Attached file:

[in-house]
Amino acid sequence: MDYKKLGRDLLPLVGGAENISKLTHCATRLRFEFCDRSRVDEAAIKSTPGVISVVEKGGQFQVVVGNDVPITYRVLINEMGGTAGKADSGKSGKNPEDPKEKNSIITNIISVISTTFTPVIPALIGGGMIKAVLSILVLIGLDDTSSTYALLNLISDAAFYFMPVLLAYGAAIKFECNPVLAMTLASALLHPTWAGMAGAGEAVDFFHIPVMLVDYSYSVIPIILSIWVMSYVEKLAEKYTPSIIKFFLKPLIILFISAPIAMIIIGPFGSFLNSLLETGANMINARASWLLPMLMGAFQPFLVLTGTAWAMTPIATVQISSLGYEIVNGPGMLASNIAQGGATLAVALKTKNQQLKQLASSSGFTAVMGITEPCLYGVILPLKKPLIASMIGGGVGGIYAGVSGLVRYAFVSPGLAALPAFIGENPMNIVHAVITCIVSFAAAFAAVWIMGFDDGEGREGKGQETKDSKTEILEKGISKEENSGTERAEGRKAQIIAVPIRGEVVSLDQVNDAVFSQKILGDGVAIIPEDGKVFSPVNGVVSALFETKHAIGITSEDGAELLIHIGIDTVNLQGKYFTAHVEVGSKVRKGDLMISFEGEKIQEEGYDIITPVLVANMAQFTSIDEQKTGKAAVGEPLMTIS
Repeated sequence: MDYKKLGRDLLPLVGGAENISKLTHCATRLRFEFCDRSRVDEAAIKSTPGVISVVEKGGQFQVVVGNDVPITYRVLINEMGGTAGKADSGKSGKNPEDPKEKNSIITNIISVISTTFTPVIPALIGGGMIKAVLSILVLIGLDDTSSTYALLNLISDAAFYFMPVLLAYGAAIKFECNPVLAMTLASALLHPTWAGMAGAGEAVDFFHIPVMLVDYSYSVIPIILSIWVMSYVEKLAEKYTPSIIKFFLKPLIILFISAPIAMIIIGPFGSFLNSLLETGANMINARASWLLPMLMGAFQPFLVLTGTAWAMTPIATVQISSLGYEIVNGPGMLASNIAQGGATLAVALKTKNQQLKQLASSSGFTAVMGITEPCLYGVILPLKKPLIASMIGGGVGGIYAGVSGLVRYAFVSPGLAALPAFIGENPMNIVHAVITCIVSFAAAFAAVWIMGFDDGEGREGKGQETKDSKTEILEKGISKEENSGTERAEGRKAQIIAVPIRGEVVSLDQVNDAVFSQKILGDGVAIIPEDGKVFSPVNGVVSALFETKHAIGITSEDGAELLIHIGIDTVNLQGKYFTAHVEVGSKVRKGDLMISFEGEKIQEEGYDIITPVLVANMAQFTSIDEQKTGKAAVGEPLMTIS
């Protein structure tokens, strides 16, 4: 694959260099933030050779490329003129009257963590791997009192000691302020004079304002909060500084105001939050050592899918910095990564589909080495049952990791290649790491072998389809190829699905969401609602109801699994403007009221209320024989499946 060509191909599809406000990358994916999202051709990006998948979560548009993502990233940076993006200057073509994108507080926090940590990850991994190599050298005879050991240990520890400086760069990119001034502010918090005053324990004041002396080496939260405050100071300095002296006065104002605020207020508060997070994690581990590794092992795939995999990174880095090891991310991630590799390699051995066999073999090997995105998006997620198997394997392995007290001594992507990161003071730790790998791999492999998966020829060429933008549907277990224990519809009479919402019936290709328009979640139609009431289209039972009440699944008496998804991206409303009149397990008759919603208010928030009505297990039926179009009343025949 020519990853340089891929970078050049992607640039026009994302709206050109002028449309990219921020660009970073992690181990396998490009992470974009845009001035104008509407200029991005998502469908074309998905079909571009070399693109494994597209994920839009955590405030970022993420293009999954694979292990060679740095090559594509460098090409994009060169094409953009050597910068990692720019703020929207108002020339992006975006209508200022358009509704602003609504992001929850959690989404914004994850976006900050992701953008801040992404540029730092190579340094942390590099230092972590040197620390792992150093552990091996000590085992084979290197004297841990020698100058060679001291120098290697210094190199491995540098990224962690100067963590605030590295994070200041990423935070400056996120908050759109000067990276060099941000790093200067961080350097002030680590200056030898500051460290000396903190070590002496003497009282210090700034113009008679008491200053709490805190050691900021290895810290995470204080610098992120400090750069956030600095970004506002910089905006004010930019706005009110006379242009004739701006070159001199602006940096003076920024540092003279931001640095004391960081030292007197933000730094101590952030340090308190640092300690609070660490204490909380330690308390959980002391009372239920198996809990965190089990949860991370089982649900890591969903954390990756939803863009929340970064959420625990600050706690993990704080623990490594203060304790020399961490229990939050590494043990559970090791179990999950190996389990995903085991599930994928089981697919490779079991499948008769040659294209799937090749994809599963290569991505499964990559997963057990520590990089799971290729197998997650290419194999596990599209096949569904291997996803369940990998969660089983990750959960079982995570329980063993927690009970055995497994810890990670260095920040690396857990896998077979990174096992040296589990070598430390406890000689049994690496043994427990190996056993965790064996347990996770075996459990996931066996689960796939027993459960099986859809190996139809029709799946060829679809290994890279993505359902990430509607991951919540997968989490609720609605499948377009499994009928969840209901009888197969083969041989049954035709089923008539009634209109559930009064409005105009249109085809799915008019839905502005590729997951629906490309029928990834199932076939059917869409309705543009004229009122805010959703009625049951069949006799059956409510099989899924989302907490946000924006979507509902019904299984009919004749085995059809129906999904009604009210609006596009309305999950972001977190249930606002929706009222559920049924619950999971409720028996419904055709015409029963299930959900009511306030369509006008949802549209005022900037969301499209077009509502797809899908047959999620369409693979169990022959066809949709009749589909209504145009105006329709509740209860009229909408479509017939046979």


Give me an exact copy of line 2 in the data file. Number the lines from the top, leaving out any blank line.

Amino acid sequence: MDYKKLGRDLLPLVGGAENISKLTHCATRLRFEFCDRSRVDEAAIKSTPGVISVVEKGGQFQVVVGNDVPITYRVLINEMGGTAGKADSGKSGKNPEDPKEKNSIITNIISVISTTFTPVIPALIGGGMIKAVLSILVLIGLDDTSSTYALLNLISDAAFYFMPVLLAYGAAIKFECNPVLAMTLASALLHPTWAGMAGAGEAVDFFHIPVMLVDYSYSVIPIILSIWVMSYVEKLAEKYTPSIIKFFLKPLIILFISAPIAMIIIGPFGSFLNSLLETGANMINARASWLLPMLMGAFQPFLVLTGTAWAMTPIATVQISSLGYEIVNGPGMLASNIAQGGATLAVALKTKNQQLKQLASSSGFTAVMGITEPCLYGVILPLKKPLIASMIGGGVGGIYAGVSGLVRYAFVSPGLAALPAFIGENPMNIVHAVITCIVSFAAAFAAVWIMGFDDGEGREGKGQETKDSKTEILEKGISKEENSGTERAEGRKAQIIAVPIRGEVVSLDQVNDAVFSQKILGDGVAIIPEDGKVFSPVNGVVSALFETKHAIGITSEDGAELLIHIGIDTVNLQGKYFTAHVEVGSKVRKGDLMISFEGEKIQEEGYDIITPVLVANMAQFTSIDEQKTGKAAVGEPLMTIS